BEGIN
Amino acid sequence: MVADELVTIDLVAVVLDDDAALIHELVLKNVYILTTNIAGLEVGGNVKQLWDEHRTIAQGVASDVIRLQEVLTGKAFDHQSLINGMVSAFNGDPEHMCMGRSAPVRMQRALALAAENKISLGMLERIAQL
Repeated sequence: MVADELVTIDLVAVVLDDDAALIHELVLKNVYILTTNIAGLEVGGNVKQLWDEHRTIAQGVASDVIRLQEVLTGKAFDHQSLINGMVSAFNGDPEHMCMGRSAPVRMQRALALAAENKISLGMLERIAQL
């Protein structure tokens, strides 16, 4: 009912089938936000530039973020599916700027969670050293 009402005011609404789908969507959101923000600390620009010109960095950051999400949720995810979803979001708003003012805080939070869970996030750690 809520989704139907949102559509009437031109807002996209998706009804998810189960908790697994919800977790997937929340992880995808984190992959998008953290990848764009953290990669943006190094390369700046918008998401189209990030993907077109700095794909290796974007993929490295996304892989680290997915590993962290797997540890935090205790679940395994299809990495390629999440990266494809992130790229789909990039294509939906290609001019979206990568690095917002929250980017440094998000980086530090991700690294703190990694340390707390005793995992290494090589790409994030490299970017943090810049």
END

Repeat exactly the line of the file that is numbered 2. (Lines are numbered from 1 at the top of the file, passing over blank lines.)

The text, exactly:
Repeated sequence: MVADELVTIDLVAVVLDDDAALIHELVLKNVYILTTNIAGLEVGGNVKQLWDEHRTIAQGVASDVIRLQEVLTGKAFDHQSLINGMVSAFNGDPEHMCMGRSAPVRMQRALALAAENKISLGMLERIAQL